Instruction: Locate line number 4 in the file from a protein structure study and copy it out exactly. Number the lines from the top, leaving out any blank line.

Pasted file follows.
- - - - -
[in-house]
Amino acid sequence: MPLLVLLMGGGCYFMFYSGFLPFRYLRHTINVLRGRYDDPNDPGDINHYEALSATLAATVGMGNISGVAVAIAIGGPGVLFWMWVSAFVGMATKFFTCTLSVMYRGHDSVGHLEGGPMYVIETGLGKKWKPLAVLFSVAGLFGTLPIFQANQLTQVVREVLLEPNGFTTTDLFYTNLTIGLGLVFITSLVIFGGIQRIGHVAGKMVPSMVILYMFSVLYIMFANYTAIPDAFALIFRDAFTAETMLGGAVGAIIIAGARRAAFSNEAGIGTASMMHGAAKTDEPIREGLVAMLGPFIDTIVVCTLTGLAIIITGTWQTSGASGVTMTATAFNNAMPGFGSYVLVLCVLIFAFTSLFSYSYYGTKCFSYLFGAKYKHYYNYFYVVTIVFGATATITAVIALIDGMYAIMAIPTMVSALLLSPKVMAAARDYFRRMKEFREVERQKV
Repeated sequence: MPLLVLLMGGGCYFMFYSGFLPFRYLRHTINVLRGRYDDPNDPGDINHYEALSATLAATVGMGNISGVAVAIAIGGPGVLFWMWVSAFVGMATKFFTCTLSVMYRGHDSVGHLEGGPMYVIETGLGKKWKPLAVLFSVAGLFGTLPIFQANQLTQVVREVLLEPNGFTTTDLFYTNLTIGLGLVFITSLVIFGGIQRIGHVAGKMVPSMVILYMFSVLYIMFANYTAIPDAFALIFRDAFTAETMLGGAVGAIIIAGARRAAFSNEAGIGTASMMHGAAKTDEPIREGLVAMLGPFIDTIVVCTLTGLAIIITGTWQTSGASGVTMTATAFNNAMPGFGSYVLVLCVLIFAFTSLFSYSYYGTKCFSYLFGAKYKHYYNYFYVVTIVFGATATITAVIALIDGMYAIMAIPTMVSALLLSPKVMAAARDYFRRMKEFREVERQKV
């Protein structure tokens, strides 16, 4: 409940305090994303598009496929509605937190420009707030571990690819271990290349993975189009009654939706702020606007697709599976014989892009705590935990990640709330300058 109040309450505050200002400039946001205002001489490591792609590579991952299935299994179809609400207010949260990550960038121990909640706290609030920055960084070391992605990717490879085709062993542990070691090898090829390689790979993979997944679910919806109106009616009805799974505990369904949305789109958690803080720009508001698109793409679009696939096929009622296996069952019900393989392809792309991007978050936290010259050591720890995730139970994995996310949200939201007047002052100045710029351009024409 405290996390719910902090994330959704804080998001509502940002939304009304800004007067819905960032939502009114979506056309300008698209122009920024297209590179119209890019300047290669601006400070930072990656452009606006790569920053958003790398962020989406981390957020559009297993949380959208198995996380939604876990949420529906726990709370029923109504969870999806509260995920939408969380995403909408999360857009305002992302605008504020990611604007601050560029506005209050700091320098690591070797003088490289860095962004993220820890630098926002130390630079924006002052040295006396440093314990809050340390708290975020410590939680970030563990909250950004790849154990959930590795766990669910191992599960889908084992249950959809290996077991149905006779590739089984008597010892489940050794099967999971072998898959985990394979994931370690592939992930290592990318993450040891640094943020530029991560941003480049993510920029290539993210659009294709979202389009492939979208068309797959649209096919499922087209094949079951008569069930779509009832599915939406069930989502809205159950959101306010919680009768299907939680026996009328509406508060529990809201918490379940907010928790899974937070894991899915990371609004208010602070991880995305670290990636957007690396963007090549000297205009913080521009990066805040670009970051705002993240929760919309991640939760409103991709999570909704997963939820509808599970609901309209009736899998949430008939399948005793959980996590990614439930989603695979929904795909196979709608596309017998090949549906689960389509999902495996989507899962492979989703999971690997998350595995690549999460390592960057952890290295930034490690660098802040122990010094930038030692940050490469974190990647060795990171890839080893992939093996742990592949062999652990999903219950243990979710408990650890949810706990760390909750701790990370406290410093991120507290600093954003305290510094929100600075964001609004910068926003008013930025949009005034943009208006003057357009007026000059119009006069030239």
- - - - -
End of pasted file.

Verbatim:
């Protein structure tokens, strides 16, 4: 409940305090994303598009496929509605937190420009707030571990690819271990290349993975189009009654939706702020606007697709599976014989892009705590935990990640709330300058 109040309450505050200002400039946001205002001489490591792609590579991952299935299994179809609400207010949260990550960038121990909640706290609030920055960084070391992605990717490879085709062993542990070691090898090829390689790979993979997944679910919806109106009616009805799974505990369904949305789109958690803080720009508001698109793409679009696939096929009622296996069952019900393989392809792309991007978050936290010259050591720890995730139970994995996310949200939201007047002052100045710029351009024409 405290996390719910902090994330959704804080998001509502940002939304009304800004007067819905960032939502009114979506056309300008698209122009920024297209590179119209890019300047290669601006400070930072990656452009606006790569920053958003790398962020989406981390957020559009297993949380959208198995996380939604876990949420529906726990709370029923109504969870999806509260995920939408969380995403909408999360857009305002992302605008504020990611604007601050560029506005209050700091320098690591070797003088490289860095962004993220820890630098926002130390630079924006002052040295006396440093314990809050340390708290975020410590939680970030563990909250950004790849154990959930590795766990669910191992599960889908084992249950959809290996077991149905006779590739089984008597010892489940050794099967999971072998898959985990394979994931370690592939992930290592990318993450040891640094943020530029991560941003480049993510920029290539993210659009294709979202389009492939979208068309797959649209096919499922087209094949079951008569069930779509009832599915939406069930989502809205159950959101306010919680009768299907939680026996009328509406508060529990809201918490379940907010928790899974937070894991899915990371609004208010602070991880995305670290990636957007690396963007090549000297205009913080521009990066805040670009970051705002993240929760919309991640939760409103991709999570909704997963939820509808599970609901309209009736899998949430008939399948005793959980996590990614439930989603695979929904795909196979709608596309017998090949549906689960389509999902495996989507899962492979989703999971690997998350595995690549999460390592960057952890290295930034490690660098802040122990010094930038030692940050490469974190990647060795990171890839080893992939093996742990592949062999652990999903219950243990979710408990650890949810706990760390909750701790990370406290410093991120507290600093954003305290510094929100600075964001609004910068926003008013930025949009005034943009208006003057357009007026000059119009006069030239």